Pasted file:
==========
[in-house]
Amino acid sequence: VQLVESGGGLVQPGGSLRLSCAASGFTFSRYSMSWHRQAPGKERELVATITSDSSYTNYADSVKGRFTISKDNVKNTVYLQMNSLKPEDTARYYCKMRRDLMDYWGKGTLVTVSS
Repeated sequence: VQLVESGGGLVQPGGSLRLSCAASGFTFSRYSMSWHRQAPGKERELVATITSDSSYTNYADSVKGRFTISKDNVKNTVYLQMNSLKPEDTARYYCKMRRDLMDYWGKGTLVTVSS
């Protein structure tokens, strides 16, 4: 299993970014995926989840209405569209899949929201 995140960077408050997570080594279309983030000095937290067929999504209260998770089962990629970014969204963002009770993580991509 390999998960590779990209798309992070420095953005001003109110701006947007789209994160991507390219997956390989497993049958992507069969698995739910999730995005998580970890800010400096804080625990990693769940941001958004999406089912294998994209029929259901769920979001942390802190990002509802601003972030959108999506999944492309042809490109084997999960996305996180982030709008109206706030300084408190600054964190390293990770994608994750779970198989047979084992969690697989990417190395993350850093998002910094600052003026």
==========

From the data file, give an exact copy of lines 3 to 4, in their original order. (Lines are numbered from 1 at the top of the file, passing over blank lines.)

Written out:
Repeated sequence: VQLVESGGGLVQPGGSLRLSCAASGFTFSRYSMSWHRQAPGKERELVATITSDSSYTNYADSVKGRFTISKDNVKNTVYLQMNSLKPEDTARYYCKMRRDLMDYWGKGTLVTVSS
């Protein structure tokens, strides 16, 4: 299993970014995926989840209405569209899949929201 995140960077408050997570080594279309983030000095937290067929999504209260998770089962990629970014969204963002009770993580991509 390999998960590779990209798309992070420095953005001003109110701006947007789209994160991507390219997956390989497993049958992507069969698995739910999730995005998580970890800010400096804080625990990693769940941001958004999406089912294998994209029929259901769920979001942390802190990002509802601003972030959108999506999944492309042809490109084997999960996305996180982030709008109206706030300084408190600054964190390293990770994608994750779970198989047979084992969690697989990417190395993350850093998002910094600052003026």